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  2. I love your sense of humor and the way you craft the words to show that humor. Knife etiquette is tricky, depending on where you are in the world. I try to watch the diners where I am, and follow suit.

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    1. Elsie, that could be living dangerously.

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  3. Yikes! I had the same rule about knives in the mouth but purely for safety and that's what I thought about right away, just as I was wishing I was also writing at the favorite coffee bar. But I'm here on my couch waiting for a guitar lesson.
    Love your Slices, Alan!!!!
    Bonnie K.

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    1. Your next coffee break might reveal some magic Bonnie...Thanks for your support.

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  4. Humor, puns, and your keenly observant eye make this a winning slice, Alan! I'm not yet sure where I stand on these etiquette issues, but I feel confident I will avoid -- under all circumstances -- licking any knife that somebody *else* is waving.

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    1. I like your style Brian. Beware the waving knife.

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  5. Okay... I'm wondering how she took the knife out of her mouth. I mean, did she open wide or slide it between her lips? As for licking their knives, since you brought it up, may those who do so cut their tongues! But I must tell you, when we stayed in Thai villages, we were not given a knife and our fork was never to enter our mouth. We were to use the fork to push food onto our spoons; the spoon being the utensil used to bring food to your mouth.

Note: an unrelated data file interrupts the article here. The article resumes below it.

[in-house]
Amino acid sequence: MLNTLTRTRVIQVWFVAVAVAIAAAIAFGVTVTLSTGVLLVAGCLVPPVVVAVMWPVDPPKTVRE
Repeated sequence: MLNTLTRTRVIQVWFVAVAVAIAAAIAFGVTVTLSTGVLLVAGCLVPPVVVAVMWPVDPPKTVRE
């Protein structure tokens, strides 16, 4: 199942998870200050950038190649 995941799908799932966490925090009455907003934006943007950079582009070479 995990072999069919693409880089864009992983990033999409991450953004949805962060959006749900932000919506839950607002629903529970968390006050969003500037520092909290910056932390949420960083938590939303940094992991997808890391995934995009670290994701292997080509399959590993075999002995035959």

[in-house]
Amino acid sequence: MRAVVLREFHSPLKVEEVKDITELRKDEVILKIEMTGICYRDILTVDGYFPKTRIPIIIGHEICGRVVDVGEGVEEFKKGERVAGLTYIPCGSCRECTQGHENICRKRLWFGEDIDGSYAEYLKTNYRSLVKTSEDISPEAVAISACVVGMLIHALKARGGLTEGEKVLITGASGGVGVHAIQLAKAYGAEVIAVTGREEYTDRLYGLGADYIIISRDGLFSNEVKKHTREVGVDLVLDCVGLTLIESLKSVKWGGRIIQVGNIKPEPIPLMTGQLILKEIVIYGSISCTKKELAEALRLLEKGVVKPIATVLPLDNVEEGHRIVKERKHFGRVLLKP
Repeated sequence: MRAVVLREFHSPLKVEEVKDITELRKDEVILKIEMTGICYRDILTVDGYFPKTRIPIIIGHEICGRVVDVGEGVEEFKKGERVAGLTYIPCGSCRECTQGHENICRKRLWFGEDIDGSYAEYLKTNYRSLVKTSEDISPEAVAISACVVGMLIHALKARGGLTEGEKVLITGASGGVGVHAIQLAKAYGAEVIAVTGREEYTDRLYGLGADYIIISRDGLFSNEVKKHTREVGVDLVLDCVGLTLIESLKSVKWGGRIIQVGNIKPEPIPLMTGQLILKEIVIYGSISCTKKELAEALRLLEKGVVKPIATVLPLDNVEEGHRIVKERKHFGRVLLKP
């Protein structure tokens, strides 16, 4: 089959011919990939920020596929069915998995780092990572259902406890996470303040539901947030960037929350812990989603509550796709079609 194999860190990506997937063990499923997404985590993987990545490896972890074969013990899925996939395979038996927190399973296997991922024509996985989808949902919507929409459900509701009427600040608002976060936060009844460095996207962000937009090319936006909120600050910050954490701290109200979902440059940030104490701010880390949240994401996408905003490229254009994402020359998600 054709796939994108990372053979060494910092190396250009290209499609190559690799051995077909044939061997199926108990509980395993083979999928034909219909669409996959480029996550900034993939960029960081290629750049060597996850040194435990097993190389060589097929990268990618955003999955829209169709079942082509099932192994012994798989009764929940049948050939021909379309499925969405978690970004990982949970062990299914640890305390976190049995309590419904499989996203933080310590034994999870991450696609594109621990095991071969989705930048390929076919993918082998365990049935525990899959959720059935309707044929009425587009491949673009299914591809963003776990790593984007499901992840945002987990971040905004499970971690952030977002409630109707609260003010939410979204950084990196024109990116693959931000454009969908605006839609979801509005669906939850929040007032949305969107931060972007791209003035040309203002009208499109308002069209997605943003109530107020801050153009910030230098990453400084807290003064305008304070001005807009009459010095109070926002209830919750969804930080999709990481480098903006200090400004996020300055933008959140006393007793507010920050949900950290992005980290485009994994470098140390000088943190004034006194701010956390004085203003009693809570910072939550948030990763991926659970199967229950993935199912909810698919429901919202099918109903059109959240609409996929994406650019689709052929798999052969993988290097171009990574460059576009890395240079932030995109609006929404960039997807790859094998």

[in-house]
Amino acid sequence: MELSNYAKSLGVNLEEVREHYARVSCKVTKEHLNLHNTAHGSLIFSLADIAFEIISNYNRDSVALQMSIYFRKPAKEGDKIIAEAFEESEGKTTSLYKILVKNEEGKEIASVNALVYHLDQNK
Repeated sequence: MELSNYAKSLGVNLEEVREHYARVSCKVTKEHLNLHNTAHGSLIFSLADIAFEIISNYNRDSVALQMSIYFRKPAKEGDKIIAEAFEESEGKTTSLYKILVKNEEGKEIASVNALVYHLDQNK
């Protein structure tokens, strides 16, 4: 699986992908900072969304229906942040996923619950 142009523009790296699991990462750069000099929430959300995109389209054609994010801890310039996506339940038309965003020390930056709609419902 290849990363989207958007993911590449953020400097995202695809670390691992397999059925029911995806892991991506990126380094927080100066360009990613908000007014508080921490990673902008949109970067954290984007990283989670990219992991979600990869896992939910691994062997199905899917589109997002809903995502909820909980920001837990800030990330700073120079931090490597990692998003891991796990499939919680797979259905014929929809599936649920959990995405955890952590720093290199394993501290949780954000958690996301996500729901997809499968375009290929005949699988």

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    1. She was a slider Alice. Interesting observation regarding Thai eating customs. The knife has been shelved.

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  6. Now that you mention it...even though my mom always warned me about knives, I don't recall ever telling my son not to put it in his mouth...oops...

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    1. There's still time Jennie. There's still time.

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  7. Your post made me think of my uncle! A dear man, but a knife licker and a bowl licker! When that ice cream is gone, out comes his tongue! Slurp! Slurp! Ugh!

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    1. Now there's a visual. Your uncle clearly demonstrated a deep committment to never wasting a morsel.

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  8. A fun observation. I hate knife lickers too. Maybe she is a knife swallower for the circus.

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    1. I like your spirit of hopefulness Pamela.